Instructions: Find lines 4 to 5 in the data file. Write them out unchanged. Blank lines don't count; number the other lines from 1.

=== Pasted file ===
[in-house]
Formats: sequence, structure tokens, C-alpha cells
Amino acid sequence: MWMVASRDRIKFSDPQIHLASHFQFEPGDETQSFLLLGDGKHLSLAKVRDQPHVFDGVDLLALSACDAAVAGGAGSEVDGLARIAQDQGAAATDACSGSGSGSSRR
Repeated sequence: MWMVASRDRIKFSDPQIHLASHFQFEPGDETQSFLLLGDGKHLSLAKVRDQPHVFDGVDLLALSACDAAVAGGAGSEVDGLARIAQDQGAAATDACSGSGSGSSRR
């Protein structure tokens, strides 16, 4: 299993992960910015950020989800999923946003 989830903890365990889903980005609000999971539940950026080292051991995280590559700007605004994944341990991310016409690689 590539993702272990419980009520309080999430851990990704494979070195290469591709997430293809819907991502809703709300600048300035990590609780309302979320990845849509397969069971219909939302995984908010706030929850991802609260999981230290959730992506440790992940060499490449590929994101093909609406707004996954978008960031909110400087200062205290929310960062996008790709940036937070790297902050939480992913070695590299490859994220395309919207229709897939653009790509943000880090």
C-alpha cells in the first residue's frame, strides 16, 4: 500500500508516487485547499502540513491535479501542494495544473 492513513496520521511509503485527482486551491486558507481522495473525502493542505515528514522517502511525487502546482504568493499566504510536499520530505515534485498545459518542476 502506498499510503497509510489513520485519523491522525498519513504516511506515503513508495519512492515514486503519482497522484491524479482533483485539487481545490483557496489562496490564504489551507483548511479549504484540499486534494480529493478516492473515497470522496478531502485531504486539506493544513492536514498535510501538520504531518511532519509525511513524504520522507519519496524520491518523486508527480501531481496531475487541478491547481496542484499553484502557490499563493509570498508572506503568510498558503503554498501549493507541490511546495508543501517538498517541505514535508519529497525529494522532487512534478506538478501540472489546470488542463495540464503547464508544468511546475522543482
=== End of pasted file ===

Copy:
Repeated sequence: MWMVASRDRIKFSDPQIHLASHFQFEPGDETQSFLLLGDGKHLSLAKVRDQPHVFDGVDLLALSACDAAVAGGAGSEVDGLARIAQDQGAAATDACSGSGSGSSRR
């Protein structure tokens, strides 16, 4: 299993992960910015950020989800999923946003 989830903890365990889903980005609000999971539940950026080292051991995280590559700007605004994944341990991310016409690689 590539993702272990419980009520309080999430851990990704494979070195290469591709997430293809819907991502809703709300600048300035990590609780309302979320990845849509397969069971219909939302995984908010706030929850991802609260999981230290959730992506440790992940060499490449590929994101093909609406707004996954978008960031909110400087200062205290929310960062996008790709940036937070790297902050939480992913070695590299490859994220395309919207229709897939653009790509943000880090």